of Victoria Bitter. Later, the German girls came by, pale and strong in their one-piece
suits, and the Kiwis arrived with another case of beer. We assembled for a game of
football—gridiron, the Kiwis called it—American style.
I can still feel myself in that day, my stomach flat and brown in an orange bikini,
my hair wet down my back, the way I could sense my own ribs under my skin. The
sun was hot on my head as I bent for the snap, ready to sprint after the ball. I didn’t
catch a single pass, and Ray traded me for one of the German girls who caught one
and scored. But I didn’t care. With every drink I became more beautiful in my own
mind and the day grew more perfect. Later I would throw up over the railing of the
ferry in the wind. I would pass out on the couch in the flat with a cigarette in my
hand and burn a hole in the upholstery, and I would find, in the morning, dark spots
of sunburn high on my cheeks that took years of creams and gels to take away. But
in the place in my memory where that day lives on, nothing was damaged. Nothing
was lost.
By dusk everyone else had gone and I sat between Jimmy and Ray under the
changing sky and watched the water go from green to indigo to an oily black. In the
half-dark, we staggered into the huge surf. I dove, stayed low to the sand and let the
waves beat in my ears and sweep over me. I went through every wave, and I never
ran out of breath. I might have been afraid out there in the waves, but I wasn’t. That
whole time was like that; I might have been worried about my health or my reputation
or my safety but I never was. I was protected and drunk and happy, and if there is
room for regret it is not for the time we wasted but that it ended too soon.
In February, when the Kiwis were leaving Sydney to go back home, Jimmy and
Ray threw them a going-away party in the flat. I imagined later that it was the night
I lost them, the night that the trip around Australia in the green van—up through
Queensland and the Gold Coast to the hot wastelands of Darwin and the white
beaches of Perth—became a journey that would take place without me.
What I remember about that night is Jimmy with a threadbare undershirt over his
square shoulders and how we ripped it, not in a rage or a passion but because there’d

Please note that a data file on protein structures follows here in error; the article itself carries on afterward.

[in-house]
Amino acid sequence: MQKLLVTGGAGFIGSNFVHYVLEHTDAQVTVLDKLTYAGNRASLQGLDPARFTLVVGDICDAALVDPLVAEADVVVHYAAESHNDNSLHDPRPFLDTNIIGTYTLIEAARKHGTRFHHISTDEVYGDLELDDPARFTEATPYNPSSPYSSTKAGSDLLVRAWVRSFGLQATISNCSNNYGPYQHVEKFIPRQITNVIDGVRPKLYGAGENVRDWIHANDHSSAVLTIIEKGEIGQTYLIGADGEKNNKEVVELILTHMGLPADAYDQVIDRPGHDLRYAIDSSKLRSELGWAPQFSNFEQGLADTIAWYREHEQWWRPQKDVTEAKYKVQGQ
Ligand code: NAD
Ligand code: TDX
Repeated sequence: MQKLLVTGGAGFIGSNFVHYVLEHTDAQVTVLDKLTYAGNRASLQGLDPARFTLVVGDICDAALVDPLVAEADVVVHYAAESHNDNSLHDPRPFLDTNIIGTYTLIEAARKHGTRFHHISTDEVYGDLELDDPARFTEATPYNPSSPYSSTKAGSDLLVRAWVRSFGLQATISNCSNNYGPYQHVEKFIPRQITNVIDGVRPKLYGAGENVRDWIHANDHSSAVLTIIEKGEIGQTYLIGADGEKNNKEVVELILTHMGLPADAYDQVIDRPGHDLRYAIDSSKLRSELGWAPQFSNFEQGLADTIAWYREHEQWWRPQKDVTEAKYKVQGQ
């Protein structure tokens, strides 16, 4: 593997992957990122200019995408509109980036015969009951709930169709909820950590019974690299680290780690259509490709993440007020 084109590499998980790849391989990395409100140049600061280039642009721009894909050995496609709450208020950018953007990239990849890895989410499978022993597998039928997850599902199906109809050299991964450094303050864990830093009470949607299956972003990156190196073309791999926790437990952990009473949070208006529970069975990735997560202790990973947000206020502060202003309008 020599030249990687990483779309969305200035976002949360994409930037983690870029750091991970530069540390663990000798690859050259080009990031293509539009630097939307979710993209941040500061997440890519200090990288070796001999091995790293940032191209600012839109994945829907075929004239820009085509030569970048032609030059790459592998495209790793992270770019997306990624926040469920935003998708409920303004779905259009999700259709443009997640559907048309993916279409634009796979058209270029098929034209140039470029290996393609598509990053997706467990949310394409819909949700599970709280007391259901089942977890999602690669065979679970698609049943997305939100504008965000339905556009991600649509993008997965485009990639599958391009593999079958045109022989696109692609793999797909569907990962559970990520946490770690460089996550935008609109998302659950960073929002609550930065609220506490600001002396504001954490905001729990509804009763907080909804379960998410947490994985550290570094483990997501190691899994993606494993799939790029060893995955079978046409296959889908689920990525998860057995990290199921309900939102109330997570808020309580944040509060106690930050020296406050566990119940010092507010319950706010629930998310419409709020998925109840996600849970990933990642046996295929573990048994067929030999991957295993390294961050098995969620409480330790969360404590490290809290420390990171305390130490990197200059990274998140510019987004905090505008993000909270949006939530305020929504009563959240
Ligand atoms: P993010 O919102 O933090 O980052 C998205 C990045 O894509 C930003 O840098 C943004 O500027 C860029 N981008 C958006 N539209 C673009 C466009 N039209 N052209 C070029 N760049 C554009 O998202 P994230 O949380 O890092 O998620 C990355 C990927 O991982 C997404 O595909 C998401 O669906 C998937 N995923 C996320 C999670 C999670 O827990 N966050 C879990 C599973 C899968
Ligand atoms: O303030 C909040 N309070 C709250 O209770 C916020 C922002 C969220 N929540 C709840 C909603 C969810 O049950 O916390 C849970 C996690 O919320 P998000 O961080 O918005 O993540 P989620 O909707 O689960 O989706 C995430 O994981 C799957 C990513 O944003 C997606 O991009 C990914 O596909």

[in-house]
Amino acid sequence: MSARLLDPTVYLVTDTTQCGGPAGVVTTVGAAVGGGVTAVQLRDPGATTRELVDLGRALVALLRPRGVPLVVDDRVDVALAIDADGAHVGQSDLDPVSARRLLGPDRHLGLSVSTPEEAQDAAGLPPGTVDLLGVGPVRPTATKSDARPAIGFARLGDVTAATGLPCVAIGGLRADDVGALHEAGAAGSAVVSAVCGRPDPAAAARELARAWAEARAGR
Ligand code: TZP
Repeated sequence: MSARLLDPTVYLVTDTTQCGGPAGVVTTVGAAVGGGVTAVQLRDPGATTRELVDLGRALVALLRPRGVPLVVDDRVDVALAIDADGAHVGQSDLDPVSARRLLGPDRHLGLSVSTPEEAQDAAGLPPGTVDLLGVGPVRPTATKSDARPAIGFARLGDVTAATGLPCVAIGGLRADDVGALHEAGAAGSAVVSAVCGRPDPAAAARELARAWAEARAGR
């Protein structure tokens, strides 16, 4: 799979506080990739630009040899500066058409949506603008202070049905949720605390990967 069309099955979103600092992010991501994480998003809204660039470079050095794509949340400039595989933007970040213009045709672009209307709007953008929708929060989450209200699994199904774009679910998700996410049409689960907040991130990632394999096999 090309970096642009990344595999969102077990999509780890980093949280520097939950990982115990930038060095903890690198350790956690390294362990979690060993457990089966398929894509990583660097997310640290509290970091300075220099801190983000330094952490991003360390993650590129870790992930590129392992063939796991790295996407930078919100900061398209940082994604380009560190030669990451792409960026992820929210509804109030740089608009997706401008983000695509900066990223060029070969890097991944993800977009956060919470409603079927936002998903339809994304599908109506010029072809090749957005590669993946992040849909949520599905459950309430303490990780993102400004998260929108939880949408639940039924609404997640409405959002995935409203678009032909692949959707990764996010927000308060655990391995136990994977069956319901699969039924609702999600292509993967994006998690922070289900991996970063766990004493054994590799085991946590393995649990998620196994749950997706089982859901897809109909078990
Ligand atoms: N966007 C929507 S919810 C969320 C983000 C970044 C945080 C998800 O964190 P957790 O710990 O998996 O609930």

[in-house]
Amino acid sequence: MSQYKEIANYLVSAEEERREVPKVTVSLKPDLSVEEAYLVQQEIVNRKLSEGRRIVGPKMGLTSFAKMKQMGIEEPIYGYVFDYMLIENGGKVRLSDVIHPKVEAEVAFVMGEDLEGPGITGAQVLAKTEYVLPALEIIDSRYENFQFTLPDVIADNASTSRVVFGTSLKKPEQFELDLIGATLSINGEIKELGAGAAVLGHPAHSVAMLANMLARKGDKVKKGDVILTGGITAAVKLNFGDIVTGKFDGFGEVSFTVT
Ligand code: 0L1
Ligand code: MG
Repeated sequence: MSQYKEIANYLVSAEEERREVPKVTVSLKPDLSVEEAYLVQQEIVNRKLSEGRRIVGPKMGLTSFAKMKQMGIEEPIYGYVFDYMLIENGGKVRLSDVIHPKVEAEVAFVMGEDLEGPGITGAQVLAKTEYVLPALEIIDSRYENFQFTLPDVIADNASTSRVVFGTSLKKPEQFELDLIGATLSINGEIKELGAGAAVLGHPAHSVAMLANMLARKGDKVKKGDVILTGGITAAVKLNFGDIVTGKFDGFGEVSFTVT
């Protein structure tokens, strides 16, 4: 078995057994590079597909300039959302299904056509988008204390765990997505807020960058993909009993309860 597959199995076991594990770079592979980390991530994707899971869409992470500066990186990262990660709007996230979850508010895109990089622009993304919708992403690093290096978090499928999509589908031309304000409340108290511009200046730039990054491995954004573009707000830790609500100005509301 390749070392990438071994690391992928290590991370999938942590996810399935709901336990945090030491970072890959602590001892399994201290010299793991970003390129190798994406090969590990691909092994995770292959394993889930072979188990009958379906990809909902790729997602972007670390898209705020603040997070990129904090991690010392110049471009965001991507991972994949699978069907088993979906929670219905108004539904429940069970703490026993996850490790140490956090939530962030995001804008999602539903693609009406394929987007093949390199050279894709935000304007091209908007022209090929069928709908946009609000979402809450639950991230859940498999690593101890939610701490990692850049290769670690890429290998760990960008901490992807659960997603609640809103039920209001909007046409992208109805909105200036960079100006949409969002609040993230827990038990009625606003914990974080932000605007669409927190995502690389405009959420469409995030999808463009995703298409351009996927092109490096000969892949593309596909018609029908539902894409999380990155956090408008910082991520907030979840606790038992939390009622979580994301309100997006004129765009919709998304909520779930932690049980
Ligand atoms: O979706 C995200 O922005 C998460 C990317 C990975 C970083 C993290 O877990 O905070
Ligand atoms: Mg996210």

been a tiny hole above the right nipple, and I began to tear and everyone joined in
and then someone poured a beer over our heads. At some point in the night the
German girls came by—three steady girls with thick calves, short skirts, and high
heels. I remember that when they arrived I had a paper bag over my head; someone
had cut holes in it so I could see and breathe.
When almost everyone had gone and I was edging toward a blackout, I found myself
in the walk-in closet on the wrong side of the room on the wrong mattress—with
Ray. We were sitting cross-legged, facing each other, our knees touching, and Ray was
holding a fishing pole across his lap. Then he was reaching his fingers out toward me
and as I raised mine to meet them, he looked right at me, he leaned in toward me,
and we were caught up in a kiss. It was gentle at first, almost a question, then it grew
more urgent, until his lips against mine were hard and necessary.
Jimmy was suddenly standing over us. Hey! he said, laughing at first like it was a
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joke he might have been in on. Then hey! again, then hey! a third time, loudly, with his
hand pressing the ball of my shoulder away from Ray. So we stopped. Ray whispered
something to me as we pulled away from each other, some words that I understood
and cherished and then forgot—and that I can never get back.
I woke the next day on the mattress next to Jimmy. The afternoon sun filtered
in through the doorway and fell on his face. The circles under his eyes were purple
as dusk, and he seemed impossibly dear, the more so because I was afraid I’d lost
him. At the same time, there was a small, stubborn part of me that wanted Ray to
acknowledge the thing that had happened between us, that wanted him to make it
happen again. It was a part of me I had not yet begun to understand—the part in the
habit of expecting attention from men under the most extraordinary circumstances.
Not just the first glow of desire, of glossy hair and full lips, but the whole messy
miracle of love. It was not that I wanted the entrapments that come along with love,
or that I would promise to offer it in return. It was that I believed that once a man
knew me, he would see how different I was from an everyday girl—how forthright
and clever and secretly kind—and he would find me indispensable.
It was a habit that persisted through heartbreak and havoc, through years of evidence
to the contrary. Then I was married, and there were glimmers of it sometimes—at
the pool where my son takes his swimming lessons, at the grocery store when a bagboy pushed my extra cart to the car—but for the most part I became convinced I’d
outgrown it. Then on a hot night in August we threw a dinner party for friends. The
kids were at my in-laws for a long-awaited overnight, and afterward, when the wives
had kissed me and thanked me and gone home to relieve babysitters, and the other
husbands—three men I’ve known for a decade—had assembled for a game of poker,
I sat down in the chair left empty by my husband who had promptly passed out on
the couch. One arm was flung across his face and the other hung over the back of
the sofa, so that from where I sat I could see his long fingers dangling there, I could
see his clean, clipped nails.
The game progressed. There was bluffing and folding. There was whiskey and chain
smoking and there were outrageous bets scribbled onto cocktail napkins. There were